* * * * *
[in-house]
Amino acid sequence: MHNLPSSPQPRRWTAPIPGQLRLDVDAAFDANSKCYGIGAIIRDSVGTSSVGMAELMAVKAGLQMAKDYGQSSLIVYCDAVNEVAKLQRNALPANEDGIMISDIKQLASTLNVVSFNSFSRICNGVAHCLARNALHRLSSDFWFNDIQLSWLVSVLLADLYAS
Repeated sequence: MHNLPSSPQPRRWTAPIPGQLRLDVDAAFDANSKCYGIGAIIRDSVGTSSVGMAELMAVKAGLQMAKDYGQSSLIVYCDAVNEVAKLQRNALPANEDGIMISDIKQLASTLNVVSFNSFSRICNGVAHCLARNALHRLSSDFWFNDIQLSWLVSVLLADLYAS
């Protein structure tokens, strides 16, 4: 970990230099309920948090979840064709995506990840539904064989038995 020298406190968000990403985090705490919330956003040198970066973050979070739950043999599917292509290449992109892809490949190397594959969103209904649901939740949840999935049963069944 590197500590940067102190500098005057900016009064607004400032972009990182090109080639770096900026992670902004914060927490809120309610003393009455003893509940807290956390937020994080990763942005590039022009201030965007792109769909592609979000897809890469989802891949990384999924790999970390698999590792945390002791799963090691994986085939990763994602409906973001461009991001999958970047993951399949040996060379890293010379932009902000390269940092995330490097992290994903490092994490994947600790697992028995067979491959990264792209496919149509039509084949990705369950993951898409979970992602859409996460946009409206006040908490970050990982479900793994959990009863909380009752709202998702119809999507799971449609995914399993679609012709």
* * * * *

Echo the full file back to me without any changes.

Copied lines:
[in-house]
Amino acid sequence: MHNLPSSPQPRRWTAPIPGQLRLDVDAAFDANSKCYGIGAIIRDSVGTSSVGMAELMAVKAGLQMAKDYGQSSLIVYCDAVNEVAKLQRNALPANEDGIMISDIKQLASTLNVVSFNSFSRICNGVAHCLARNALHRLSSDFWFNDIQLSWLVSVLLADLYAS
Repeated sequence: MHNLPSSPQPRRWTAPIPGQLRLDVDAAFDANSKCYGIGAIIRDSVGTSSVGMAELMAVKAGLQMAKDYGQSSLIVYCDAVNEVAKLQRNALPANEDGIMISDIKQLASTLNVVSFNSFSRICNGVAHCLARNALHRLSSDFWFNDIQLSWLVSVLLADLYAS
């Protein structure tokens, strides 16, 4: 970990230099309920948090979840064709995506990840539904064989038995 020298406190968000990403985090705490919330956003040198970066973050979070739950043999599917292509290449992109892809490949190397594959969103209904649901939740949840999935049963069944 590197500590940067102190500098005057900016009064607004400032972009990182090109080639770096900026992670902004914060927490809120309610003393009455003893509940807290956390937020994080990763942005590039022009201030965007792109769909592609979000897809890469989802891949990384999924790999970390698999590792945390002791799963090691994986085939990763994602409906973001461009991001999958970047993951399949040996060379890293010379932009902000390269940092995330490097992290994903490092994490994947600790697992028995067979491959990264792209496919149509039509084949990705369950993951898409979970992602859409996460946009409206006040908490970050990982479900793994959990009863909380009752709202998702119809999507799971449609995914399993679609012709």